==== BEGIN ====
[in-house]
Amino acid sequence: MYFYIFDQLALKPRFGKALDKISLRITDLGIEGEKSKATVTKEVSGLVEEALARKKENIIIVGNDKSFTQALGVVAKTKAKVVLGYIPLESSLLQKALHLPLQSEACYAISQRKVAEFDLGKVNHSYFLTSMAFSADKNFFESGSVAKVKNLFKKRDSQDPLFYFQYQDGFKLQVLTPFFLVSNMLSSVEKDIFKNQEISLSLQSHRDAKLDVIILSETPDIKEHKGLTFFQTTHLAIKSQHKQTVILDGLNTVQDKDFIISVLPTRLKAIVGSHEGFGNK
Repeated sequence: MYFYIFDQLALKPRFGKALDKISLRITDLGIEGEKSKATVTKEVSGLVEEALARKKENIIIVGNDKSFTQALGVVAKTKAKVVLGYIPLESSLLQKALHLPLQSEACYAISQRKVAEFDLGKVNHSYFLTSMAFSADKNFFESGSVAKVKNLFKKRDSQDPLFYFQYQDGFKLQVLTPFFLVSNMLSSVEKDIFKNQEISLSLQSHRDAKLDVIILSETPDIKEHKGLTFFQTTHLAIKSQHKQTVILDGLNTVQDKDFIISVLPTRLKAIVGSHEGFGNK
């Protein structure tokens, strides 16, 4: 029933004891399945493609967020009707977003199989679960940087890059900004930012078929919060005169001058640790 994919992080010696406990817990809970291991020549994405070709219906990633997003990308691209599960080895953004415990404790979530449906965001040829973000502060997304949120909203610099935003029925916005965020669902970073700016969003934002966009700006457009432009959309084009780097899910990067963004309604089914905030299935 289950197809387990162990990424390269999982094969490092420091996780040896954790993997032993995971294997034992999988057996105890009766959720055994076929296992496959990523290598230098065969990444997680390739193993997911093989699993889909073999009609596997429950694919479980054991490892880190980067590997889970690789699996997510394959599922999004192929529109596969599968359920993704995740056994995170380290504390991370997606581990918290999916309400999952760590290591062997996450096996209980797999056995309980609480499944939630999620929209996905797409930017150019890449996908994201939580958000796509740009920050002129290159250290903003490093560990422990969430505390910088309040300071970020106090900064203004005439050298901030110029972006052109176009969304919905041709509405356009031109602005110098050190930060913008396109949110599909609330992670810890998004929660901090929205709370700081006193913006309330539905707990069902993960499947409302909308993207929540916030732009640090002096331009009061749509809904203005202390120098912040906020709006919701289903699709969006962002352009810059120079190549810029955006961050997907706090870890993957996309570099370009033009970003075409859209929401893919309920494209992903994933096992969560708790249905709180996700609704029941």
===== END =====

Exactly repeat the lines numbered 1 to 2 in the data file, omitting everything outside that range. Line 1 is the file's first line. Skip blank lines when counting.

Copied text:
[in-house]
Amino acid sequence: MYFYIFDQLALKPRFGKALDKISLRITDLGIEGEKSKATVTKEVSGLVEEALARKKENIIIVGNDKSFTQALGVVAKTKAKVVLGYIPLESSLLQKALHLPLQSEACYAISQRKVAEFDLGKVNHSYFLTSMAFSADKNFFESGSVAKVKNLFKKRDSQDPLFYFQYQDGFKLQVLTPFFLVSNMLSSVEKDIFKNQEISLSLQSHRDAKLDVIILSETPDIKEHKGLTFFQTTHLAIKSQHKQTVILDGLNTVQDKDFIISVLPTRLKAIVGSHEGFGNK